Are you ready for a for a Knit Cotton Washcloth pattern? This one uses the lattice cable stitch has a lovely crochet edge to give it a little something special.
I’m not an overly materialistic person. I do like my stuff, but I love experiences more. Without a doubt, when considering things/experiences that I can’t have too many of, kisses from my husband and children are far and away the first thing on that list, followed by travels to new places. However, there are some other things I can never have too many of (in no particular order):
Pillows on my bed
Fresh flowers on my kitchen table
Hot out of the oven chocolate chip cookies with cold milk
Knit Cotton Washcloths
Fresh squeezed lemonade on a hot day
Pretty cloth napkins and tablecloths
If washcloths are on your list too, you are in luck today! I’m still entertaining myself knitting and crocheting washcloths for myself and for gifts. I especially enjoy knit cotton washcloth patterns with crochet edge. I get bored doing the same ones over and over, so I keep trying out new knit cotton washcloth patterns. For this pattern, I knit the Woven Lattice Cable Stitch for the base of the washcloth and a simple double crochet edge.
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If you want to resize your washcloth, I have explained that process on this post: How to Resize a Blanket, Washcloth or Towel.
C4B – Cable 4 Back. Slip next 2 sts onto a cable needle and hold at back of work, knit next 2 sts from left-hand needle, then knit sts from cable needle.
C4F – Cable 4 Front or Forward. Slip next 2 sts onto a cable needle and hold at front of work, knit 2 sts from left-hand needle, then knit sts from cable needle.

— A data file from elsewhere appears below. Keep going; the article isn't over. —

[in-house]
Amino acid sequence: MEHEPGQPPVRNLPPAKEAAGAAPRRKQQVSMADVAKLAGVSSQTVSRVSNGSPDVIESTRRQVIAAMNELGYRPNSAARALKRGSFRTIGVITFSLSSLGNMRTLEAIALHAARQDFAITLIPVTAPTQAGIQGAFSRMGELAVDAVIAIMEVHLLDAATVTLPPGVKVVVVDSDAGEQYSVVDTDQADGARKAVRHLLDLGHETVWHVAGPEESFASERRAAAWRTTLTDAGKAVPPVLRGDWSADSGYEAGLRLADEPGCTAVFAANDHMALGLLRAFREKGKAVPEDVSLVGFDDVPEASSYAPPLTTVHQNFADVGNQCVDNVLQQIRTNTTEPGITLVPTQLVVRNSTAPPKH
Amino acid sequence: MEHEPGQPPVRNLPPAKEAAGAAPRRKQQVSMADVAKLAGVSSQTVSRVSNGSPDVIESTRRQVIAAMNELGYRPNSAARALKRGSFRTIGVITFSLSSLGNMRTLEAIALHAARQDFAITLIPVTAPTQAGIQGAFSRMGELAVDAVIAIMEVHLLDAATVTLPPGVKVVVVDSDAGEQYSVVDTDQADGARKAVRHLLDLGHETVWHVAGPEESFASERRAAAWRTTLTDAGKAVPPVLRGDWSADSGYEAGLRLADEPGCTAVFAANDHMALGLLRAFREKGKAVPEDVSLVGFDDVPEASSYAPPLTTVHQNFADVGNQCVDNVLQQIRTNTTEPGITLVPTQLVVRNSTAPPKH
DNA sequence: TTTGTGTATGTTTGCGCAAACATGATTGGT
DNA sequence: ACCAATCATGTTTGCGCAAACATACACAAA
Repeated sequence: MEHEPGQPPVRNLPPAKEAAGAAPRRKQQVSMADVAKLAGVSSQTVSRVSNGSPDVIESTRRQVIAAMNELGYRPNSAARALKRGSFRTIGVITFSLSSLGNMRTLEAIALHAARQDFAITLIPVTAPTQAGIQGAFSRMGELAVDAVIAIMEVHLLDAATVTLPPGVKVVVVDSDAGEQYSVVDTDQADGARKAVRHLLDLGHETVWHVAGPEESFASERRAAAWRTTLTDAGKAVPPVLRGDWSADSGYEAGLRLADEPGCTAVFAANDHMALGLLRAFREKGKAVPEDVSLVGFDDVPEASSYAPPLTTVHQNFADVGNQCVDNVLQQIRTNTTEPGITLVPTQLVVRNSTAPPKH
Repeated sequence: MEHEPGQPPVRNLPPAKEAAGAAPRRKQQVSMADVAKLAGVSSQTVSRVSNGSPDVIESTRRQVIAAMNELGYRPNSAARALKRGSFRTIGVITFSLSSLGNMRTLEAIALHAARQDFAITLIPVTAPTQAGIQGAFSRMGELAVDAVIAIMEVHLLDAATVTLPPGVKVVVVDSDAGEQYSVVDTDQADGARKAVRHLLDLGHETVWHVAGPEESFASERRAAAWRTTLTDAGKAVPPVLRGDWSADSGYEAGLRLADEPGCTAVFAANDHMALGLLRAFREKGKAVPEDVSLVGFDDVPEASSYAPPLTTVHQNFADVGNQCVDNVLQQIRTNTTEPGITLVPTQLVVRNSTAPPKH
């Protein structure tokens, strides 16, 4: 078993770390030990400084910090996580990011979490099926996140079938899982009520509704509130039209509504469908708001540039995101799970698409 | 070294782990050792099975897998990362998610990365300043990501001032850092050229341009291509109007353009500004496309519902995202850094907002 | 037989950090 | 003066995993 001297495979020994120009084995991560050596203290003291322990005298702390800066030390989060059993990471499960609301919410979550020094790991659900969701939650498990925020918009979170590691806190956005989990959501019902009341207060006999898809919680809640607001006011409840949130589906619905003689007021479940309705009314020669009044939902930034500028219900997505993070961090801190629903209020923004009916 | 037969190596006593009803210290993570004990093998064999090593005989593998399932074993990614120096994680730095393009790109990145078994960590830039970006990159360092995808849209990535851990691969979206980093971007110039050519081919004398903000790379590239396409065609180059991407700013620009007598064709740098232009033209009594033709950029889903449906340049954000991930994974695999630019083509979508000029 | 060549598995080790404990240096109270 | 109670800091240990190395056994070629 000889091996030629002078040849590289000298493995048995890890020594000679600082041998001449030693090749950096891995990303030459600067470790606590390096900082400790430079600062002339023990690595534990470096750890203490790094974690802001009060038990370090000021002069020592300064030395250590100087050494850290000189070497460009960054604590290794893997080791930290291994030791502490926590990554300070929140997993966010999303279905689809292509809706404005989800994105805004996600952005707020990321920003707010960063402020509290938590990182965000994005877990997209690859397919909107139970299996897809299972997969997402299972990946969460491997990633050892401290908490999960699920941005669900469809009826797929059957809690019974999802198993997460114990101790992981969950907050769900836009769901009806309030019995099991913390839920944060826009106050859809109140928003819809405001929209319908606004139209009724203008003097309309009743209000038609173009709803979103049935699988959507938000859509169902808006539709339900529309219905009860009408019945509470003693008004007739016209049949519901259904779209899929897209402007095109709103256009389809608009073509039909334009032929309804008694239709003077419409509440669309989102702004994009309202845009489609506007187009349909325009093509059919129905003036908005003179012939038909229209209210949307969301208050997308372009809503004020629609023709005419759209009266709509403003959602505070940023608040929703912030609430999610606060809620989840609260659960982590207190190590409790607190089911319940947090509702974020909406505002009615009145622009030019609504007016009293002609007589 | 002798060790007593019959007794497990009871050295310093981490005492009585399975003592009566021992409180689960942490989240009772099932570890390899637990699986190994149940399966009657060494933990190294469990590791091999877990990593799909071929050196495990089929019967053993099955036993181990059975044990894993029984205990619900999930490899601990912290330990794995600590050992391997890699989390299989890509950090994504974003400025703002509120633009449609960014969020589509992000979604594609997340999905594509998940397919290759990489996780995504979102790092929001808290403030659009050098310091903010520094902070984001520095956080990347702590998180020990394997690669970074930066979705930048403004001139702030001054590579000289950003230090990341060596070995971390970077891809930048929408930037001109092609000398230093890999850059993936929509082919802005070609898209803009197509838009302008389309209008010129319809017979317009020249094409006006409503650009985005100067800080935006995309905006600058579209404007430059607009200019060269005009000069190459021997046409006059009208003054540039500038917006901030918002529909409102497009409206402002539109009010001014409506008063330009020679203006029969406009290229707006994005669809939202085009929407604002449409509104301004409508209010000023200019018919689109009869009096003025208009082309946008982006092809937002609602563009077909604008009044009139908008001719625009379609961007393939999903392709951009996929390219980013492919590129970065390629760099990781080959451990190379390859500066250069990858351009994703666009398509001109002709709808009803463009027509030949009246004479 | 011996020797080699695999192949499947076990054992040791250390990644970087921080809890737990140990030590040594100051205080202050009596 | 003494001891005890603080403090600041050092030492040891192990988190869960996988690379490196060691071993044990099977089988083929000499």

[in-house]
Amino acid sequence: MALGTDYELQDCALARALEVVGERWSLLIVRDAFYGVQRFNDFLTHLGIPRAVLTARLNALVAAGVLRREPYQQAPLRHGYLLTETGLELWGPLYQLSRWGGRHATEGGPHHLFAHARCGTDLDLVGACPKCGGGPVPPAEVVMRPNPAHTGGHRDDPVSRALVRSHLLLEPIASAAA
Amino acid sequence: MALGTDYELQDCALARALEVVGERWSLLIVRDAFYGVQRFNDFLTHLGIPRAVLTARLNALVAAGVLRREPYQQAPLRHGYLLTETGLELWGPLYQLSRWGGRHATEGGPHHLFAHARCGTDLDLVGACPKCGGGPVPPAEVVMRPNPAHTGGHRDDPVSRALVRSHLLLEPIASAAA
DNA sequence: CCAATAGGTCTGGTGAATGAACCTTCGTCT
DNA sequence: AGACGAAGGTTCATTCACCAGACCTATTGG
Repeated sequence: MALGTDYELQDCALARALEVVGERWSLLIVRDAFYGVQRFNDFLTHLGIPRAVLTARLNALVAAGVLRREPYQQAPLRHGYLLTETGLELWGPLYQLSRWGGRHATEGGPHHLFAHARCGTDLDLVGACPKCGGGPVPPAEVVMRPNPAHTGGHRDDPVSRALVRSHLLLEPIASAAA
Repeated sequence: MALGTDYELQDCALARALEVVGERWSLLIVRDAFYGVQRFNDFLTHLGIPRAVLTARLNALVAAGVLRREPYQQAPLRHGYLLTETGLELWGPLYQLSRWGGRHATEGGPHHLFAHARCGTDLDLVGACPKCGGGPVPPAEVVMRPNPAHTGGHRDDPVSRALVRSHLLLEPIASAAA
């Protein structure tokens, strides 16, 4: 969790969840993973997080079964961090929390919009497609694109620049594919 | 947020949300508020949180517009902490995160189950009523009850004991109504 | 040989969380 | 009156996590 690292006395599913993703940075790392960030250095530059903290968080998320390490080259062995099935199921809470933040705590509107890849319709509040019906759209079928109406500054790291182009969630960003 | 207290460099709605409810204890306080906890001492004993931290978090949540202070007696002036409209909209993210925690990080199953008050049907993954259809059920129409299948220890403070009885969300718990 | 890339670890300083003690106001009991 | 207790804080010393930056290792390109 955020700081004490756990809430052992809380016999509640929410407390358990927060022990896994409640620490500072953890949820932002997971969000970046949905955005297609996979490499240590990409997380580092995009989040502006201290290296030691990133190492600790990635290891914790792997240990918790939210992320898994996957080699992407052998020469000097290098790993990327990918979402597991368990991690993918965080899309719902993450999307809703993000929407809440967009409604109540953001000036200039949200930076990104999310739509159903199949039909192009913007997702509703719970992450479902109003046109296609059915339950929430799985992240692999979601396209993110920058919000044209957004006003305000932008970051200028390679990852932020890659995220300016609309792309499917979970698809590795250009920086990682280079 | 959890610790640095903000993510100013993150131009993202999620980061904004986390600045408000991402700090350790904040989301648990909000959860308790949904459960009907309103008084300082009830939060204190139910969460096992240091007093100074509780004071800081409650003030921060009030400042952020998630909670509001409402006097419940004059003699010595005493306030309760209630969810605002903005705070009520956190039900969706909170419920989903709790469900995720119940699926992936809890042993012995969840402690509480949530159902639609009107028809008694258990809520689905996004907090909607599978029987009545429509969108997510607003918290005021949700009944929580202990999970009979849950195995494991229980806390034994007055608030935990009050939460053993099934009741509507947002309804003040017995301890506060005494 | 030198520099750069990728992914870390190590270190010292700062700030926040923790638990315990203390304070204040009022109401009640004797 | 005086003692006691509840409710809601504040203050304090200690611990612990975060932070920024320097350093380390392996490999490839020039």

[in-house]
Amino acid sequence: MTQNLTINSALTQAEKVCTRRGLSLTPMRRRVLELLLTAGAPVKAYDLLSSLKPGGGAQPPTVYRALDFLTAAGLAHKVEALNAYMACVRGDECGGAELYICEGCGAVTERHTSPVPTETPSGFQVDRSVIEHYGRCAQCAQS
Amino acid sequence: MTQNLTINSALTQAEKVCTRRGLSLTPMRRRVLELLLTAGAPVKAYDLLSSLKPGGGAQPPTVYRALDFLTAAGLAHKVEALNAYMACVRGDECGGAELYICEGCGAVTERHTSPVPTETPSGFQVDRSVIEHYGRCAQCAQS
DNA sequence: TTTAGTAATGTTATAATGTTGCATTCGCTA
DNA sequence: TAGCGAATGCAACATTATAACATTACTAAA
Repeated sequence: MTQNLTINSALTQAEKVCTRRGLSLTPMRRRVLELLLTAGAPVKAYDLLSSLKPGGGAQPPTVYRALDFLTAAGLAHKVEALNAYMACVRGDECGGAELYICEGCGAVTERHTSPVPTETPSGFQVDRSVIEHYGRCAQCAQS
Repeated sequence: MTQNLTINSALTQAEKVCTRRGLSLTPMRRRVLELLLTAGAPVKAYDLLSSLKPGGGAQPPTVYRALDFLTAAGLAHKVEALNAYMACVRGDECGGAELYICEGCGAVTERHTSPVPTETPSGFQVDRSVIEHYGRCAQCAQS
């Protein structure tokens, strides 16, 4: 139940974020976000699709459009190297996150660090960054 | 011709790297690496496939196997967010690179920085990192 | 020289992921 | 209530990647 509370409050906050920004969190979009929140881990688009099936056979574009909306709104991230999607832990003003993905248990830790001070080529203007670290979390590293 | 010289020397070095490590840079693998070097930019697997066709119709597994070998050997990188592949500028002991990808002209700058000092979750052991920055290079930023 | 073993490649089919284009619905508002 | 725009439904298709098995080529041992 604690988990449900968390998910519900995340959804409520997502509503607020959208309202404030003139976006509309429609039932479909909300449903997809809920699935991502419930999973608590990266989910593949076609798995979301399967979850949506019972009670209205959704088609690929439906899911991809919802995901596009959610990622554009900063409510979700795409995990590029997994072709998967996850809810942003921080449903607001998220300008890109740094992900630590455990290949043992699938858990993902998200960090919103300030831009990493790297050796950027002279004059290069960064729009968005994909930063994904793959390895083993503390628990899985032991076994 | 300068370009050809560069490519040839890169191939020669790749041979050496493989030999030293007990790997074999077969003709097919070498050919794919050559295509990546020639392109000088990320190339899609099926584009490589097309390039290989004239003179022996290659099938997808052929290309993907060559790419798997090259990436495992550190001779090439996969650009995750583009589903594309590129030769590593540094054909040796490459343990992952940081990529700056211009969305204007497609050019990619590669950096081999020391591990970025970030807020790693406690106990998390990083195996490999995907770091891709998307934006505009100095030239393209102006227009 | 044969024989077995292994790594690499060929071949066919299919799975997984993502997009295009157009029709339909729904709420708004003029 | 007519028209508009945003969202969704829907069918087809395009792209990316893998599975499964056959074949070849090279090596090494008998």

T4B – Twist 4 Back. Slip next 2 sts onto cable needle and hold at back of work, knit next 2 sts from left-hand needle, then purl the 2 sts from cable needle.
T4F – Twist 4 Front. Slip next 2 sts onto cable needle and hold at front of work, purl next 2 sts from left-hand needle, then knit sts from cable needle.
These really do knit up quickly and make great gifts. The crochet edge really finishes the knit cotton washcloth nicely. If you’re doing any travel this summer, knitting these will help you occupy your time and be productive at the same time.
These washcloths really knit up pretty quickly. If you get started, you could make quite a gift stash for the holidays!
Some common questions about knitting dishcloths:
Stick to cotton or cotton blends for your dishcloths. If you go the blend route, make sure it is primarily cotton (70/30 or 80/20) as the cotton is what makes the yarn absorbent.
For the most absorbent dishcloth, you want an unmercerized cotton as the mercerization process reduces the absorbency of the fibers. Unmercerized cotton is nubbier and has a more ‘natural’ look to it.
However, mercerized cotton dishcloths will have a nicer sheen, come in a wider range of rich colors, will most likely last longer and won’t get as ‘soaking wet’ as a result of the mercerization process. So, it’s a ‘personal choice’…not sure that there is a right or wrong.
It seems the standard dishcloth, washcloth or facecloth size is about 10 inches by 10 inches (25 cm by 25 cm). That being said, make the size you want!
Some of these links may be affiliate links and I may earn a small commission off of the sale of these products to help defray the costs of operating this site, but the price you are charged is not affected. You can see my full disclosure policy here.
Here’s a round-up of some great items to accompany your knit cotton washcloth if you’re looking to gift them.
These are affiliate links and I will earn a small commission off of the sale of these products, but the price you are charged is not affected. For my full disclosure policy, see here.
However you decide to ‘gift’ your washcloths, I know the recipient will be thrilled. Pin the following image so that you can refer back to this page the next time you want to make a knit cotton washcloth.
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